Exmouth, Axminster and Cranbrook – all needing new Masterplans in our new Local Plan, according to the Inspector. And Sidmouth needing one at its eastern end according to EDDC.
Given the omnishambles EDDC has made of the new local plan – at least 8 years in the making, one false start wasting more than two years, and two rejected drafts plus the interference of the East Devon Business Forum – what are the odds of our current councillors and officers getting these new Masterplans right?
Below are the challenges they face. It will take more than crossed fingers to see these through … especially as, with so many of them, the councillors and officers are at odds with the electorate about what is acceptable and appropriate.
A new commuter town, a rural town massively expanding , and two seaside towns fighting to retain their identities … and all with AONBs, important wildlife sites and the World Heritage Coast to accommodate, not to mention thousands of homes and industries and their infrastructure to create under an “asset sweating” ruling party.
On Cranbrook, Diviani says this in a press release today:
“The Cranbrook masterplan, which is currently in production, will put some meat on the bones of these policies and will provide a strong vision and guide to future development at Cranbrook to ensure that it becomes an attractive, vibrant and sustainable modern town.”
Remember that the first plan of Cranbrook neglected to plan for appropriate health facilities, it did not include enough shops, not enough green spaces and a football pitch that could not be used in the evenings because it was no-one’s responsibility to pay for or maintain floodlights and where roads are still unadopted.
The highly critical DCC report is here:
On Axminster, he says:
“a North South relief road for the town will be delivered as part of this development linking Chard Road (A358) to Lyme Road (B261). A Masterplan will be required for this site and development will be subject to improved public transport provision.”
“Prior to the granting of planning permission for any major residential schemes at Axminster, the Council will agree, with the Environment Agency and Natural England, a timetable for the review or development of a Nutrient Management Plan for the River Axe.
This plan will set out detailed actions that allow for new growth at Axminster to progress with adequate mitigation in place to negate the additional phosphate load that would be caused. The Nutrient Management Plan will work in collaboration with the diffuse Water Pollution Plan, and will seek to restore water quality for the River Axe SAC to enable it to meet its conservation objectives within a specified timescale, and in accordance with commitments to European Directives.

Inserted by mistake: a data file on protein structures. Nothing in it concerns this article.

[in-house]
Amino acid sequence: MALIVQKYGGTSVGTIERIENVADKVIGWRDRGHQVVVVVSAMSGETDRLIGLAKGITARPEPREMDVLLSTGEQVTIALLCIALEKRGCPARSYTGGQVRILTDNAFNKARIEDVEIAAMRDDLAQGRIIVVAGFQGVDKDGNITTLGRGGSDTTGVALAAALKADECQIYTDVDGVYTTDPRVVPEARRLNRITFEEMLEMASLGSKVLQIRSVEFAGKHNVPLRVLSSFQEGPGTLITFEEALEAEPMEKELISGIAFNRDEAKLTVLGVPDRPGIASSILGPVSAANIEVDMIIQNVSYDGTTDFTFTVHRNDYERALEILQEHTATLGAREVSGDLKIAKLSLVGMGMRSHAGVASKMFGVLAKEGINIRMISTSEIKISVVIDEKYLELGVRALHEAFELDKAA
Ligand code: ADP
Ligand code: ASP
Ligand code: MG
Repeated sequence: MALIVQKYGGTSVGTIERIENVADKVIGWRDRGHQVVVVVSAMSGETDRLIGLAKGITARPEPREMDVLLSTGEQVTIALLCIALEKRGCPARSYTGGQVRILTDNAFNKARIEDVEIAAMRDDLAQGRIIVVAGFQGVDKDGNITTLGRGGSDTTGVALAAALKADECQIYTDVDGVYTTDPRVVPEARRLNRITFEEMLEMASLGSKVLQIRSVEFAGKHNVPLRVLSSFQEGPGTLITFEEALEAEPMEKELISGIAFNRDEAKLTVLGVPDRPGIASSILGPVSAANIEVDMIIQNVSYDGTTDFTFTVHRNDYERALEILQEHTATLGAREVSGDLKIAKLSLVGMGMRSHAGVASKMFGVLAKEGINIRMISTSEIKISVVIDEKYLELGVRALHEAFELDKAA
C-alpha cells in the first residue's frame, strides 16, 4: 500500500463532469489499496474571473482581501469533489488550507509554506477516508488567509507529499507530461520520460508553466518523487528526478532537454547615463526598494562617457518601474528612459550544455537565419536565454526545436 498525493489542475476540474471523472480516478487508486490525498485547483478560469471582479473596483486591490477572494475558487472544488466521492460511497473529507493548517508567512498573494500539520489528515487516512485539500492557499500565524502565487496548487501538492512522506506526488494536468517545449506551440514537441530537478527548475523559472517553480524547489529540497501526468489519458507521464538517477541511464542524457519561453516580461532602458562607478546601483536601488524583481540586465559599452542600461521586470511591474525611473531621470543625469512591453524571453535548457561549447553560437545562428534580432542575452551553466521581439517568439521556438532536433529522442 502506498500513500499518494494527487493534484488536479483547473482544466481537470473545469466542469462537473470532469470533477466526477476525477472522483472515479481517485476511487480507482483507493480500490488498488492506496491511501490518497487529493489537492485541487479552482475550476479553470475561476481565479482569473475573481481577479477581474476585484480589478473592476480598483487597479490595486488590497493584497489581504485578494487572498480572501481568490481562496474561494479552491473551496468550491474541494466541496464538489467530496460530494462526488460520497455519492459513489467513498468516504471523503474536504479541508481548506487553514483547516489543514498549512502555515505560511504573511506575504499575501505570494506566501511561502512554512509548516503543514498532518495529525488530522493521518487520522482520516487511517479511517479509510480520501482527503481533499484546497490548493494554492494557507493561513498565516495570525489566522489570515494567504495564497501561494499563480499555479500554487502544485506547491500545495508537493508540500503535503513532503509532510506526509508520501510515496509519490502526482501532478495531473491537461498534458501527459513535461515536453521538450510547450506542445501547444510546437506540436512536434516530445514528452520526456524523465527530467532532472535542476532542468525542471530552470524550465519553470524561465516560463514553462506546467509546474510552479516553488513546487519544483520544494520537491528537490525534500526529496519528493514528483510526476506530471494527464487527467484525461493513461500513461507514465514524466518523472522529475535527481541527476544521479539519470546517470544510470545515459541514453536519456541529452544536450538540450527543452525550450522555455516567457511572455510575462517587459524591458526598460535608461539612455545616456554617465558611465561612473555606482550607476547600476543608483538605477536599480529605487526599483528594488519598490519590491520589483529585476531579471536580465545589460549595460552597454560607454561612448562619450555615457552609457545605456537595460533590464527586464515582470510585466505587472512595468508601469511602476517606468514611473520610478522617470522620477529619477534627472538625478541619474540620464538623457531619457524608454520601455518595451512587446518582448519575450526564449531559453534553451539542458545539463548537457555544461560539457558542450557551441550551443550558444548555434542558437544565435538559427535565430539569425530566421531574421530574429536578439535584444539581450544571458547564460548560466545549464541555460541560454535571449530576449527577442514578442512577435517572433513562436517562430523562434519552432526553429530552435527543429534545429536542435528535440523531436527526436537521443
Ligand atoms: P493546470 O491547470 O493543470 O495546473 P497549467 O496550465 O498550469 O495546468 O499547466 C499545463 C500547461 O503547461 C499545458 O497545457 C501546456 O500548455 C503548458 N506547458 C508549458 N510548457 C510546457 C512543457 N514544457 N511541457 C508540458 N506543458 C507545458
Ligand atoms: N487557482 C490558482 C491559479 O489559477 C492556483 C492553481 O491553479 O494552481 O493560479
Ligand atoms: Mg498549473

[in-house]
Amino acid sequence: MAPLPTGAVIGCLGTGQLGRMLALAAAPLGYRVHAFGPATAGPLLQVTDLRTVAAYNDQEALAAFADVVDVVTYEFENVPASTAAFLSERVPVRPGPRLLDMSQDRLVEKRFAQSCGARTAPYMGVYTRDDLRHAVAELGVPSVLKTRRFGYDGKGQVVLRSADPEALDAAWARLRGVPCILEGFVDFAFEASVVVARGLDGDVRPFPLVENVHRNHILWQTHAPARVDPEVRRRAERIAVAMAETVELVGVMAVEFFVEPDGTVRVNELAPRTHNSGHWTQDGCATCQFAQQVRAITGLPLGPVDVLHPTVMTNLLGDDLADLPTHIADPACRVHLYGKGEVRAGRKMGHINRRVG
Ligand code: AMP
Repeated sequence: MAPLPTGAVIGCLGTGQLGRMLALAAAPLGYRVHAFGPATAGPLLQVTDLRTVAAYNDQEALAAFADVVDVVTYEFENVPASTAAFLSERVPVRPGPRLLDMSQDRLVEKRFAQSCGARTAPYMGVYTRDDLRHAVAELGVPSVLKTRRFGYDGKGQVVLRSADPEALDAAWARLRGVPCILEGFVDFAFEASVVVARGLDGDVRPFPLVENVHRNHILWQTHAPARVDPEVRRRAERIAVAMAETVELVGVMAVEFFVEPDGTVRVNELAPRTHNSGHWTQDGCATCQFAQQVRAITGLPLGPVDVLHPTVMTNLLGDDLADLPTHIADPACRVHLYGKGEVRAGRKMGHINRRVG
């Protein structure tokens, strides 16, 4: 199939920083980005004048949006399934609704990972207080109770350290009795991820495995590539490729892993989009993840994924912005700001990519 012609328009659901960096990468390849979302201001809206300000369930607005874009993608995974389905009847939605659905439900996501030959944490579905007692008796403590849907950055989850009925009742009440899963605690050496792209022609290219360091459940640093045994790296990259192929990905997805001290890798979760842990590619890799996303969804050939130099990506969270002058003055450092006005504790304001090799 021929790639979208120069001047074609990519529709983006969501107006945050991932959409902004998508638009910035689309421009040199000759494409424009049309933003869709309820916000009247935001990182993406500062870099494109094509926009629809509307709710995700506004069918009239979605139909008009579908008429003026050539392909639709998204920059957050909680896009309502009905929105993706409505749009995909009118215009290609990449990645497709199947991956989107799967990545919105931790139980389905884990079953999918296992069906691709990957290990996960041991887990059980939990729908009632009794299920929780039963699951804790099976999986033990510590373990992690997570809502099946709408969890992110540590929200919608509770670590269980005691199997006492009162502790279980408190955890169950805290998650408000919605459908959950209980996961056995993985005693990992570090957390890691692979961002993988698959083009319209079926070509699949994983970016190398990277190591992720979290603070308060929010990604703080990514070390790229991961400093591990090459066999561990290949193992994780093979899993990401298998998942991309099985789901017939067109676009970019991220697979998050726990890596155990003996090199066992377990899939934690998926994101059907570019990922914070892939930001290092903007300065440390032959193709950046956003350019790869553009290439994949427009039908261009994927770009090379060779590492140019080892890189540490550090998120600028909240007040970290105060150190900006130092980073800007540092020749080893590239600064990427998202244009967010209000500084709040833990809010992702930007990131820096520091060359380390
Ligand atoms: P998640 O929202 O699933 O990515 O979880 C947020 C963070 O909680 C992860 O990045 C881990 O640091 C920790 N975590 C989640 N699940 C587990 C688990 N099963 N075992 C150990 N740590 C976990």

Depending on the findings of the plan, growth will only proceed in accordance with the mitigation delivery set out within that plan. Growth at Axminster will also be informed by the current status of the relevant discharge consents for waste water treatment works, and any upgrade required to support new growth will be the subject of Habitats Regulations Assessment prior to planning permission being given. The determination of such development applications will be informed by Habitat Regulations Assessment that takes account of the consent requirements.”
Oh, where to start with Exmouth. Suffice to say the Inspector says:
“The Exmouth Seafront is recognised as a key asset for the town and the Council is a key driver in its further enhancement. To this end, along with Devon County Council, the District Council appointed LDA Design to undertake a town centre and waterfront design study to identify opportunities for renewal and improvement in the physical, economic and environmental quality of the town.
The Final LDA study5 and recommendations and conclusion have been endorsed by the Council. The implementation of some projects in the Masterplan is underway but the Council also recognises that it is time to re-evaluate the Masterplan. The future intention is that a new or refreshed Masterplan will be produced with this becoming a Supplementary planning Document (SPD).”
Hard to see how this can be worked into what seems now to be a fait accompli with the developer (though the Inspector fired several warning shots about protecting the environs of the Exe Estuary.
Mr Thickett says:
“Land at Port Royal Site – Land for residential use is allocated for 30 homes (site ED03 (this site will incorporate mixed use redevelopment to include housing and community, commercial, recreation and other uses).”